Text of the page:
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Working not a precondition to right to paid holiday, court rules

24 January 2012

Workers' right to paid holiday cannot be subject to a minimum period of actual work during the reference period used to calculate entitlement, the European Court of Justice has said.

Ruling in case C-282/10 Dominguez v CICOA, the court held that although EU member states were “free to lay down, in their domestic legislation, conditions for the exercise and implementation of the right to paid annual leave, they are not entitled to make the very existence of that right subject to any preconditions whatsoever”.

The Luxembourg judges added that there may be divergences as regards the conditions for exercising the right to paid annual leave but that the working time directive did not allow member states to “exclude the very existence of a right expressly granted to all workers”.

The fact that the directive did not make any distinction between employees off work on sick leave and those who have in fact worked in the course of the reference period meant that, for the former, the right to paid annual leave could not be made subject to a condition that the employee has actually worked during the so-called reference period – usually a year.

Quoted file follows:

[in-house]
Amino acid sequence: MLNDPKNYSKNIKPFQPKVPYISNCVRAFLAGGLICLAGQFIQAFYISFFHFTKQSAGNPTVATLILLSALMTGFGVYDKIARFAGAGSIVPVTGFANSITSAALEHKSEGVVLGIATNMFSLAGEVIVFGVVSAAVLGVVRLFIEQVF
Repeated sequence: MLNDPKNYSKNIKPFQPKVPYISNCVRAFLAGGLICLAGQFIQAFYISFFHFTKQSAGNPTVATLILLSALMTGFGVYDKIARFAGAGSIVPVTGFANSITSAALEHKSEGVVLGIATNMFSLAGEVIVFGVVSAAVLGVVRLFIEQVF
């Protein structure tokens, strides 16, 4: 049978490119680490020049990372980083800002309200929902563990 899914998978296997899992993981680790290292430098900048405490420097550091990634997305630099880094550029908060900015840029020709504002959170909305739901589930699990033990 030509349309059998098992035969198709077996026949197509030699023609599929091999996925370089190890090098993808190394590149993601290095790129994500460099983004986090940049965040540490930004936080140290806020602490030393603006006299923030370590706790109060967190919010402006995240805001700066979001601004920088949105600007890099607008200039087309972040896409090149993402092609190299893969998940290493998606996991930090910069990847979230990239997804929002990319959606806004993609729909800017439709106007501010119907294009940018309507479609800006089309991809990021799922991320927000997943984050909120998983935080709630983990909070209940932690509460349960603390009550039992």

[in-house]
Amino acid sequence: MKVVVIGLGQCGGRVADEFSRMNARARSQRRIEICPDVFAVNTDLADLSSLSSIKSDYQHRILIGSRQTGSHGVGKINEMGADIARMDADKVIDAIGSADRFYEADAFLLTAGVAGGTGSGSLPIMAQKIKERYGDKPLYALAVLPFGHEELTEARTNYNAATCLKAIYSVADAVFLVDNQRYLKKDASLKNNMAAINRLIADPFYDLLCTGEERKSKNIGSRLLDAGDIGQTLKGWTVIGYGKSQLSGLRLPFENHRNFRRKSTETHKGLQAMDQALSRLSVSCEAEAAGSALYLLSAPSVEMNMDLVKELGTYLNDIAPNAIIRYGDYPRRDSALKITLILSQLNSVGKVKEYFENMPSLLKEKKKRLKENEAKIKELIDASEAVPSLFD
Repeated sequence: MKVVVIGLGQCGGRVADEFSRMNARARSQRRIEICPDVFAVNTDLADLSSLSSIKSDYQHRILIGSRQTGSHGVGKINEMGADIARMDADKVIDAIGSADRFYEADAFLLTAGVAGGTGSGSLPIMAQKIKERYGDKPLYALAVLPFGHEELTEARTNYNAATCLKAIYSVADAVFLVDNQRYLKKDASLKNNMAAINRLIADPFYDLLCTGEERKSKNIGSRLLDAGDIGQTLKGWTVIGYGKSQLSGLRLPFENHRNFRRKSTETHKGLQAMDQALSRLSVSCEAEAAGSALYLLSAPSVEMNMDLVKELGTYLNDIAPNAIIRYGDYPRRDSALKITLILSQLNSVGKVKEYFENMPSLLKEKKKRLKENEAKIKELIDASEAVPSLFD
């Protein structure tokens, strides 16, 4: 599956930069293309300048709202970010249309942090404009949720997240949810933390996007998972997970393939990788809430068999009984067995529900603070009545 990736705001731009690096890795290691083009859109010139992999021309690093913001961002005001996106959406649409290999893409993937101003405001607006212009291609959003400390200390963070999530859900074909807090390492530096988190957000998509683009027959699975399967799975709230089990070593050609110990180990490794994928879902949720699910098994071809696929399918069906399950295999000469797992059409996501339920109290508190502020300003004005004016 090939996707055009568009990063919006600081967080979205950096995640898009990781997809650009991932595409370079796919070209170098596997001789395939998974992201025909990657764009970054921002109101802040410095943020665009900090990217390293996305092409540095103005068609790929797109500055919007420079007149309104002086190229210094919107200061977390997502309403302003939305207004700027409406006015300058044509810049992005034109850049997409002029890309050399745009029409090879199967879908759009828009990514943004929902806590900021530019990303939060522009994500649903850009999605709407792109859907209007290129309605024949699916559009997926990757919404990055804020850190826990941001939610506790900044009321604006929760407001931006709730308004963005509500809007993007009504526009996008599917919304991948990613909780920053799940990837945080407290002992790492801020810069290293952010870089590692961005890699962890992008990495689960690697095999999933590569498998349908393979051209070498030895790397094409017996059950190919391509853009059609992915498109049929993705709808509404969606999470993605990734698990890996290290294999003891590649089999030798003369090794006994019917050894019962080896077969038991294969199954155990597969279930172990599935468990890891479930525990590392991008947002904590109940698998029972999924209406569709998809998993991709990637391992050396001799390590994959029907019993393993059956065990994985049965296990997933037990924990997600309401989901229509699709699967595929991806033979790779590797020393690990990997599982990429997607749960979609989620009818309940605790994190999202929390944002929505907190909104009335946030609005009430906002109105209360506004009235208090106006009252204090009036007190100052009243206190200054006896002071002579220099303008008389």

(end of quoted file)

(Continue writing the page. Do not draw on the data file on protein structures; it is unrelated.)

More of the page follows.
The applicant in the case, Maribel Dominguez, was injured in a car crash on the way to work in November 2005, which resulted in her being off work for just over a year.

Her employer refused to compensate her for the 22.5 days’ holiday she would have been taking if she had been working, saying French law made entitlement to paid annual leave conditional on an employee having worked a minimum of ten days during the reference period.

The European court said that while member states could set out specific conditions for the exercise of this right in their respective jurisdictions they could not restrict it by the application of any preconditions.

A separate question raised the issue of whether the Ms Dominguez accident should be regarded as work-related because it happened on the way to work.

Although not answering the question directly the Luxembourg judges said this should have no bearing on entitlement to paid holiday, which applied whether an employee was on sick leave “as a result of an accident at his place of work or elsewhere, or as the result of sickness of whatever nature or origin”.

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Contracts & Rights